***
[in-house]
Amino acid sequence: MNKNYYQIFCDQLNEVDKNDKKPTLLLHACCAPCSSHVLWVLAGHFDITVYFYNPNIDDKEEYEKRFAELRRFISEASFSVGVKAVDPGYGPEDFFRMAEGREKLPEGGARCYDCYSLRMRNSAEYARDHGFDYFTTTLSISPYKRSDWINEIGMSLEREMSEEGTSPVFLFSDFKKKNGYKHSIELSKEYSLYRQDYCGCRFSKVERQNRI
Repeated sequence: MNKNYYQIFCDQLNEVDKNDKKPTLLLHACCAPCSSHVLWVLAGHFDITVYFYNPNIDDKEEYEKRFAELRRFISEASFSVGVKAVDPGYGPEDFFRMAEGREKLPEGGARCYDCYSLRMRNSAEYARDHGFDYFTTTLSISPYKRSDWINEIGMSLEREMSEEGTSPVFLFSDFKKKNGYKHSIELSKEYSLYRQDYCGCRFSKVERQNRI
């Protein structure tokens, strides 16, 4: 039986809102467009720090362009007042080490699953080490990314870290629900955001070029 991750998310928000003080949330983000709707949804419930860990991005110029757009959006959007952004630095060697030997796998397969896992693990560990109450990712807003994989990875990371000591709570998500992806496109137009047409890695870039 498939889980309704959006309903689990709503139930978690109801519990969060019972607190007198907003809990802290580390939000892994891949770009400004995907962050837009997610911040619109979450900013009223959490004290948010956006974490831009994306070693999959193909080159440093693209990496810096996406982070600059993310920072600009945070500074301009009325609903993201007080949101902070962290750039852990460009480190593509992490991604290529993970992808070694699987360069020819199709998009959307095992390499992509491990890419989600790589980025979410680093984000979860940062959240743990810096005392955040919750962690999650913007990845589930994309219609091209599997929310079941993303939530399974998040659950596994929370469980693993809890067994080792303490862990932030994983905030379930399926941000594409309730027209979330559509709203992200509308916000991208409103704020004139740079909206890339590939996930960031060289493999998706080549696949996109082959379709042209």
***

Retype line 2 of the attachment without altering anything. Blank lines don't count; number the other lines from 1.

Amino acid sequence: MNKNYYQIFCDQLNEVDKNDKKPTLLLHACCAPCSSHVLWVLAGHFDITVYFYNPNIDDKEEYEKRFAELRRFISEASFSVGVKAVDPGYGPEDFFRMAEGREKLPEGGARCYDCYSLRMRNSAEYARDHGFDYFTTTLSISPYKRSDWINEIGMSLEREMSEEGTSPVFLFSDFKKKNGYKHSIELSKEYSLYRQDYCGCRFSKVERQNRI